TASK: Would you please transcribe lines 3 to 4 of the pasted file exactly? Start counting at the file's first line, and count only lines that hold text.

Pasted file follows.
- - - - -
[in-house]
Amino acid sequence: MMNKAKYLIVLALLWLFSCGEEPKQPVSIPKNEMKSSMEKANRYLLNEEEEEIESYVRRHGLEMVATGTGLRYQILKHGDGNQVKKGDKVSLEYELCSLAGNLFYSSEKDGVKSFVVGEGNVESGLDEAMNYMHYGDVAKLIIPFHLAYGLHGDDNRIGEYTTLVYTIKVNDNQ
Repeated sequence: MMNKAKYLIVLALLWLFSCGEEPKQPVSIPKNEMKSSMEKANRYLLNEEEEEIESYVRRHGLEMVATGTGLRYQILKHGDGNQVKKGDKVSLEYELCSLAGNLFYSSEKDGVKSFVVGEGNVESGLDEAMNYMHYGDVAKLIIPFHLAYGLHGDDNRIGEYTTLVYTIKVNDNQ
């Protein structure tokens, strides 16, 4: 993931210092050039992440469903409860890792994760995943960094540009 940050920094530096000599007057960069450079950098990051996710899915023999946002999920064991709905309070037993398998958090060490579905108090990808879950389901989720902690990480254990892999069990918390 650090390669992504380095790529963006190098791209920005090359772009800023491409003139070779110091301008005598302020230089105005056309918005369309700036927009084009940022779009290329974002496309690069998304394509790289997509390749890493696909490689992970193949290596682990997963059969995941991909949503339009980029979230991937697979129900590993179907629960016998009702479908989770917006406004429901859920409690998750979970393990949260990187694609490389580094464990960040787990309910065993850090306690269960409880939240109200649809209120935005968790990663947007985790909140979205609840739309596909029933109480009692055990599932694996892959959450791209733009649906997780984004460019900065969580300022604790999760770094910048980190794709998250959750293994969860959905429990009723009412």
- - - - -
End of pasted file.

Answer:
Repeated sequence: MMNKAKYLIVLALLWLFSCGEEPKQPVSIPKNEMKSSMEKANRYLLNEEEEEIESYVRRHGLEMVATGTGLRYQILKHGDGNQVKKGDKVSLEYELCSLAGNLFYSSEKDGVKSFVVGEGNVESGLDEAMNYMHYGDVAKLIIPFHLAYGLHGDDNRIGEYTTLVYTIKVNDNQ
């Protein structure tokens, strides 16, 4: 993931210092050039992440469903409860890792994760995943960094540009 940050920094530096000599007057960069450079950098990051996710899915023999946002999920064991709905309070037993398998958090060490579905108090990808879950389901989720902690990480254990892999069990918390 650090390669992504380095790529963006190098791209920005090359772009800023491409003139070779110091301008005598302020230089105005056309918005369309700036927009084009940022779009290329974002496309690069998304394509790289997509390749890493696909490689992970193949290596682990997963059969995941991909949503339009980029979230991937697979129900590993179907629960016998009702479908989770917006406004429901859920409690998750979970393990949260990187694609490389580094464990960040787990309910065993850090306690269960409880939240109200649809209120935005968790990663947007985790909140979205609840739309596909029933109480009692055990599932694996892959959450791209733009649906997780984004460019900065969580300022604790999760770094910048980190794709998250959750293994969860959905429990009723009412």